Every year in October I’m faced with the same dilemma; pulling together a costume for some type of Halloween related party or event. I know there are tons of commercial costumes available at the stores and online, but between the cost, and lack of imagination, and the fact you end up with a half dozen people all looking the same at a party, I often like to go the homemade route. This year I decided to go with a homemade iPod Touch costume.
At the heart of early literacy experience is the storybook, which marks the young children’s entrée into literacy around the world. Its powerful role in literacy development is well documented in family literacy and early education. A staple of the bedtime (or nap) routine, the storybook shared between adult and child mediates what Don Holdaway referred to as an emerging literacy set: high expectations of print; models of book language; familiarity with written symbols; print conventions; listening skills; and de-contextualizing abilities (e.g., imaging) (Holdaway, 1979). Substantial research supports the claim that storybook reading prepares children for the learn-to-read process (Bus, 2001).
Roskos, K., & Brueck, J. (2009). The eBook as a Learning Object in an Online World. In A. Bus & S. Neuman (Eds.), Multimedia and Literacy Development (77-88). New York: Routeledge.
A student’s knowledge of word meanings, or oral vocabulary, plays a key role in reading comprehension. The iTouchiLearn Words app for iPhone and iPod Touch provides young learners with an opportunity to engage in vocabulary building practice. Developed by Staytoooned, the cover screen indicates that the app is designed to “learn words through entertaining animations.”
A few weeks ago I posted Essential iPod Touch Apps from a 9 Year Old Boy’s Perspective. In it, I provided an overview of all of the iPod Touch apps that Isaac currently had installed on his Touch. I created aGoogle Spreadsheet to use to keep track of his list. That led me tho think it might be an interesting little research study to collect Isaac’s opinions regarding the apps. Why did him pick them out on the iTunes Store and download them? What makes an app engaging, or not engaging? How would he rate the app? So, like any good educational researcher, I created a quick assessment tool for Isaac to use to review the app and for me to collect my data.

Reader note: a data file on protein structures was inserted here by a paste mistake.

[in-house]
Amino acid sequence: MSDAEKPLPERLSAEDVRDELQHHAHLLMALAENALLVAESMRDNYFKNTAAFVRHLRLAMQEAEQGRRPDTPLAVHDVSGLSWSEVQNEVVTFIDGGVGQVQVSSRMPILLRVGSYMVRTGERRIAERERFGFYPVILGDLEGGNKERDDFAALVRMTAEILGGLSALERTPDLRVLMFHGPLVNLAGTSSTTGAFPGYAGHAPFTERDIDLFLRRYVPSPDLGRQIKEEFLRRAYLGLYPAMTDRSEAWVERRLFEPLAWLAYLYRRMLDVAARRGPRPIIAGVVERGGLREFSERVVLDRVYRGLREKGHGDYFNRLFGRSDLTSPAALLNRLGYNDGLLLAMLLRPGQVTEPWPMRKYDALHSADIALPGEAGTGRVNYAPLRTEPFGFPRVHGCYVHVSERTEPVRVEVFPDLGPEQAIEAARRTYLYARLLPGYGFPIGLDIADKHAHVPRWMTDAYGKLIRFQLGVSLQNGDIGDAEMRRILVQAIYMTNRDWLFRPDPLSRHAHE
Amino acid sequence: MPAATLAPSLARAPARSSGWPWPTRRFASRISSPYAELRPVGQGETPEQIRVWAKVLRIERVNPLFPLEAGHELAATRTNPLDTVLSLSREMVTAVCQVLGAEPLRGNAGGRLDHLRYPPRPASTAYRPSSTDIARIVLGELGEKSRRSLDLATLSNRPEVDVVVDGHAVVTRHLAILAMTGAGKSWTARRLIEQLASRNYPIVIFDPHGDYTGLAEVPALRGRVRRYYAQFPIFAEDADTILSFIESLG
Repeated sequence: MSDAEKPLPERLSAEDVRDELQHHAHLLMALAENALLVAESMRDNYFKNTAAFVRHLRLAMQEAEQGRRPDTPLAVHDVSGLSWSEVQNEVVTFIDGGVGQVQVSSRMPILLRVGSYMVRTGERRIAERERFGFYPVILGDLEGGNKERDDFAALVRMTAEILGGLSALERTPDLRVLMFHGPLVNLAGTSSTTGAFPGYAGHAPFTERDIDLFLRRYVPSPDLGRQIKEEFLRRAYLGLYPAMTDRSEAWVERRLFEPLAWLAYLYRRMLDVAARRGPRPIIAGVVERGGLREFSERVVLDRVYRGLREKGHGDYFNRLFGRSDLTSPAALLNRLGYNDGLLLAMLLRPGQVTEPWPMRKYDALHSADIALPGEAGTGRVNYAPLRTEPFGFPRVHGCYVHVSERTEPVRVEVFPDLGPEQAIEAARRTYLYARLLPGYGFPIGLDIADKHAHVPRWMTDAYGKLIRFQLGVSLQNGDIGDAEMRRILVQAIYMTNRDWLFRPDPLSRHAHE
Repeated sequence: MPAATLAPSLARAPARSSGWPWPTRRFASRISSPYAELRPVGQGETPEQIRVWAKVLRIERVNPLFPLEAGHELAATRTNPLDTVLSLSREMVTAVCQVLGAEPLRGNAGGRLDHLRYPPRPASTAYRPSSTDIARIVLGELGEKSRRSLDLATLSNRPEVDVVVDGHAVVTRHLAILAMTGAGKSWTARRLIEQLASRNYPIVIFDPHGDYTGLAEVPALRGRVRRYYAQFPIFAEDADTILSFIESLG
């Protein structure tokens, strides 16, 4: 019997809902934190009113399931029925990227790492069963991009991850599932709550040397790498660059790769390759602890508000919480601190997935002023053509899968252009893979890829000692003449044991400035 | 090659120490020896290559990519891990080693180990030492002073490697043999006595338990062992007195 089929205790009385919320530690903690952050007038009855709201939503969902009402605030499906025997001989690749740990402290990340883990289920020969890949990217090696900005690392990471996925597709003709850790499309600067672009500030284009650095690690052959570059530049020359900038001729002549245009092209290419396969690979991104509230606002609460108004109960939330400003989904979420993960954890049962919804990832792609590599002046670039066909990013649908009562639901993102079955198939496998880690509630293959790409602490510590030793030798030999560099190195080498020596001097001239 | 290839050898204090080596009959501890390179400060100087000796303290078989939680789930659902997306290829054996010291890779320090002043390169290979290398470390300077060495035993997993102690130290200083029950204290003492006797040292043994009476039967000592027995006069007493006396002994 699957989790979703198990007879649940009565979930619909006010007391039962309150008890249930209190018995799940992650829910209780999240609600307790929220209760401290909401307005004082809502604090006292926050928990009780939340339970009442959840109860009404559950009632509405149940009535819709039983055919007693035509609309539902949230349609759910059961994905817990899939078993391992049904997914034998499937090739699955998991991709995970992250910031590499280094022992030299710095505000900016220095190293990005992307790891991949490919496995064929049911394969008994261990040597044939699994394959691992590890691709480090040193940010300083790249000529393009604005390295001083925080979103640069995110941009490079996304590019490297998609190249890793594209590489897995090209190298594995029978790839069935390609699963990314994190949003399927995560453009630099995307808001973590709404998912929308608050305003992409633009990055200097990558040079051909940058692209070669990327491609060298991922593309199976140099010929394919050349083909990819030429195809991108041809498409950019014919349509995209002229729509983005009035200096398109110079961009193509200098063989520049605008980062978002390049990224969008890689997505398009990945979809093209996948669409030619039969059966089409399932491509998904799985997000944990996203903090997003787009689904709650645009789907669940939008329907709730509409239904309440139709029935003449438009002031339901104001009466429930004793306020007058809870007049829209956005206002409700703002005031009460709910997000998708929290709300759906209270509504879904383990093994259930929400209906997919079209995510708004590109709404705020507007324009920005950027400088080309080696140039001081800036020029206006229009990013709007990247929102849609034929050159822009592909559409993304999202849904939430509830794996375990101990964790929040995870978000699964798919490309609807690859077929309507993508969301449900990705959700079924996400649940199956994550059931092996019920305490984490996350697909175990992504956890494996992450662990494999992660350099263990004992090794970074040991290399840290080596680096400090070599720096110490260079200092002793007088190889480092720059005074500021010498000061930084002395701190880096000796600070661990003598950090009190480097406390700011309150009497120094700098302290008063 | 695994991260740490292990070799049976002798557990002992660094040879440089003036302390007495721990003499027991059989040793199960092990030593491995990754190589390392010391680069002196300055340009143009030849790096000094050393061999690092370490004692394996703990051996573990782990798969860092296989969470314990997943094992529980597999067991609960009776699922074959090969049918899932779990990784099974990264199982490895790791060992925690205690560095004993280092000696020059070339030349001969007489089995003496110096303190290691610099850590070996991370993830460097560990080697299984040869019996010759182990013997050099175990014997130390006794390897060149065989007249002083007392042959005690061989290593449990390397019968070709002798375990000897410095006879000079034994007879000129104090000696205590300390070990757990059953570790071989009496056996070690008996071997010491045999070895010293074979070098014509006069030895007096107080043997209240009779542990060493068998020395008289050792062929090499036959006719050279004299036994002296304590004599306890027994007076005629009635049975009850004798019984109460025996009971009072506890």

I’m not going to lie, it’s been a bit of tough sell to Isaac. Even though I created a desktop shortcut to the Google Form on Isaac’s laptop, he has been a little reluctant to actually open it up and submit review data on his own. I have managed to coax him into reviewing two apps on two separate occasions. I’m going to share the first four reviews with you tonight in their submitted form. Early on in this process, it seems like Isaac really enjoys apps by the developers at Donut Games.
This @jonbecker tweet just popped up a few minutes ago. It’s really great to know that Apple is aware of the great things we have been working to do with the I Education Apps Review community. @smeech, myself and many others have volunteered countless hours in order to try and provide quality insight into how iDevices could and should be used in the classroom. I hope that Apple education reps reach out to those of us at IEAR.org and that we can find a way to work together in the future to do what is in the best interest of our students.
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Why Raised Digital?
Today’s students were born digital but those responsible for their education were not. Youngsters arrive at school in tune with the social context and experience the Web offers. Children thrive when teachers find ways to educate them in a more flexible, hypertext manner. This space focuses on development of and support for teachers in their use of technology as they cultivate 21st century content knowledge and skills in their students.